In October 1851, the chapter "The Town Ho's Story" was published in Harper's New Monthly Magazine. The same month, the whole book was first published (in three volumes) as The Whale in London, and under its definitive title in a single-volume edition in New York in November. There are hundreds of differences between the two editions, most slight but some important and illuminating. The London publisher, Richard Bentley, censored or changed sensitive passages; Melville made revisions as well, including a last-minute change to the title for the New York edition. The whale, however, appears in the text of both editions as "Moby Dick", without the hyphen. One factor that led British reviewers to scorn the book was that it seemed to be told by a narrator who perished with the ship: the British edition lacked the Epilogue, which recounts Ishmael's survival. About 3,200 copies were sold during the author's life.

Covers issued by the United States and Romania to commemorate Herman Melville or Moby Dick


1991 H.Melville,Moby Dick The whale book,whaling fishing ship,Romania,


Moby Dick Herman Melville First Day Cover


Moby Dick Whaling Herman Melville First Day Cover



1895 Died: Louis Pasteur, French chemist and microbiologist (b. 1822)

Louis Pasteur (December 27, 1822 – September 28, 1895) was a French biologist, microbiologist, and chemist renowned for his discoveries of the principles of vaccination, microbial fermentation and pasteurization. He is remembered for his remarkable breakthroughs in the causes and prevention of diseases, and his discoveries have saved many lives ever since. He reduced mortality from puerperal fever and created the first vaccines for rabies and anthrax.

His medical discoveries provided direct support for the germ theory of disease and its application in clinical medicine. He is best known to the general public for his invention of the technique of treating milk and wine to stop bacterial contamination, a process now called pasteurization. He is regarded as one of the three main founders of bacteriology, together with Ferdinand Cohn and Robert Koch, and is popularly known as the "father of microbiology".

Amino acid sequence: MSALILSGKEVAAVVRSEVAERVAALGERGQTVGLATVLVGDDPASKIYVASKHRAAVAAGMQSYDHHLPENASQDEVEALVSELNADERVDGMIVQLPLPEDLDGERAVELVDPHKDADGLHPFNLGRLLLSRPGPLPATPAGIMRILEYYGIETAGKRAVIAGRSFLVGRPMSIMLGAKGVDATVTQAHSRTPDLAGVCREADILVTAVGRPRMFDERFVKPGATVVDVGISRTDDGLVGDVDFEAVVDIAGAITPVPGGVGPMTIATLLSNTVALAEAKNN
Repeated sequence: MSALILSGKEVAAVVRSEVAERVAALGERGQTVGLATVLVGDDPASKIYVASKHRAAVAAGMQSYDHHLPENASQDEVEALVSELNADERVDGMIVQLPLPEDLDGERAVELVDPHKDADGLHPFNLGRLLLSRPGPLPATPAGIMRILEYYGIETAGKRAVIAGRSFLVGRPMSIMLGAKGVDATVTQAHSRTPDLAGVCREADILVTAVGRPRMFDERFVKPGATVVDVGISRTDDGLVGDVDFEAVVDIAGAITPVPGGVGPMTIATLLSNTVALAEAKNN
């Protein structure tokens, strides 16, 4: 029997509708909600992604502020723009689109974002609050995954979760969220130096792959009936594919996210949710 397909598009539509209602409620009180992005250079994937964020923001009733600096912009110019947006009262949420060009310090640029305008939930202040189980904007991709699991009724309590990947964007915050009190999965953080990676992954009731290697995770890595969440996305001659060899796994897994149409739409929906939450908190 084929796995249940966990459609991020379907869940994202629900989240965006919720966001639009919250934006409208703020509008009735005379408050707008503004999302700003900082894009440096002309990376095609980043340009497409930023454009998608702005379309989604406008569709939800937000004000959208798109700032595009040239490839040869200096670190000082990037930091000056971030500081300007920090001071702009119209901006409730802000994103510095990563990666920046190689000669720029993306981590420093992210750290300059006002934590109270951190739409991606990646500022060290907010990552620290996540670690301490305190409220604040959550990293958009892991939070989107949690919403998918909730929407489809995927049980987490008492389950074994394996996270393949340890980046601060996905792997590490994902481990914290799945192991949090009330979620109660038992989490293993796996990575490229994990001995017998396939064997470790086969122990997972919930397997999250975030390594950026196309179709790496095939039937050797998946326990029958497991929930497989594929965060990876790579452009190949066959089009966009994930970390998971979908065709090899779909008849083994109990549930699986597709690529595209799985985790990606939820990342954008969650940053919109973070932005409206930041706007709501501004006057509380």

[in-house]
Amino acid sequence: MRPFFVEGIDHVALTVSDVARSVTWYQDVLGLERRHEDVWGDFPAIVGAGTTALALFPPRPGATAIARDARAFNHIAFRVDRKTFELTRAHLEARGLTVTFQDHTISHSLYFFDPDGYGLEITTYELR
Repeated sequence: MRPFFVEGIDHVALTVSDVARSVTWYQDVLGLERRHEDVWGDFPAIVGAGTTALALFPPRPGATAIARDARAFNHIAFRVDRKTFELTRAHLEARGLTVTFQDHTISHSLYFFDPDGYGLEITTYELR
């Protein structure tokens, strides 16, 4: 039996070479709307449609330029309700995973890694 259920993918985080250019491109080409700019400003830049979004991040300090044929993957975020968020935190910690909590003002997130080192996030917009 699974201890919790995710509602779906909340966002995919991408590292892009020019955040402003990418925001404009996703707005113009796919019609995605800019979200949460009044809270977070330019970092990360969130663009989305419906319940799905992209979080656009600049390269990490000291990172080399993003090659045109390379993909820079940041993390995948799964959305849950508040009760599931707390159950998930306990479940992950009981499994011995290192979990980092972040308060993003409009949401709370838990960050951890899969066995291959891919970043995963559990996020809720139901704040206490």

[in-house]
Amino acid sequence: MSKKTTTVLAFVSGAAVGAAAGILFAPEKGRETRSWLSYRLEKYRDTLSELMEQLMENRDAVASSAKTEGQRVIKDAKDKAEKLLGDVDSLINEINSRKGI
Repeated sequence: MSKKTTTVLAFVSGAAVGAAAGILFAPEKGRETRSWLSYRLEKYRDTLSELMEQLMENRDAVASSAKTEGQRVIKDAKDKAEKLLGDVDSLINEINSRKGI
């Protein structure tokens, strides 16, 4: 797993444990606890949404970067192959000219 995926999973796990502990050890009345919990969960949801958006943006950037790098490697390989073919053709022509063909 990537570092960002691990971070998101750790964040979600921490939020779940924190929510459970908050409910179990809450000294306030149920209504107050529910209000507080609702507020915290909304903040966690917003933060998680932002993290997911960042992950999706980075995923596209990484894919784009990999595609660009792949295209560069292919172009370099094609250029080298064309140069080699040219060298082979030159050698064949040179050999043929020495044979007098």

Pasteur was responsible for disproving the doctrine of spontaneous generation. He performed experiments that showed that, without contamination, microorganisms could not develop. Under the auspices of the French Academy of Sciences, he demonstrated that in sterilized and sealed flasks, nothing ever developed; and, conversely, in sterilized but open flasks, microorganisms could grow. Although Pasteur was not the first to propose the germ theory, his experiments indicated its correctness and convinced most of Europe that it was true.

Today, he is often regarded as one of the fathers of germ theory. Pasteur made significant discoveries in chemistry, most notably on the molecular basis for the asymmetry of certain crystals and racemization. Early in his career, his investigation of tartaric acid resulted in the first resolution of what is now called optical isomers. His work led the way to the current understanding of a fundamental principle in the structure of organic compounds.

He was the director of the Pasteur Institute, established in 1887, until his death, and his body was interred in a vault beneath the institute. Although Pasteur made groundbreaking experiments, his reputation became associated with various controversies. Historical reassessment of his notebook revealed that he practiced deception to overcome his rivals 


Stamps from France, Monaco and Estonia depicting Louis Pasteur


Estonia Chemist Louis Pasteur

France Chemist Louis Pasteur 1.50F

France Chemist Louis Pasteur 1973

France Chemist Louis Pasteur

Monaco Chemist Louis Pasteur


Sunday, September 27, 2020

September 27th in stamps Champollion announces that he has deciphered the Rosetta Stone, Edgar Degas, Constantine I of Greece abdicates

 Here are some events that happened on September 27th. It could be an event or a person that died or was born on that day


1822 – Jean-François Champollion announces that he has deciphered the Rosetta Stone.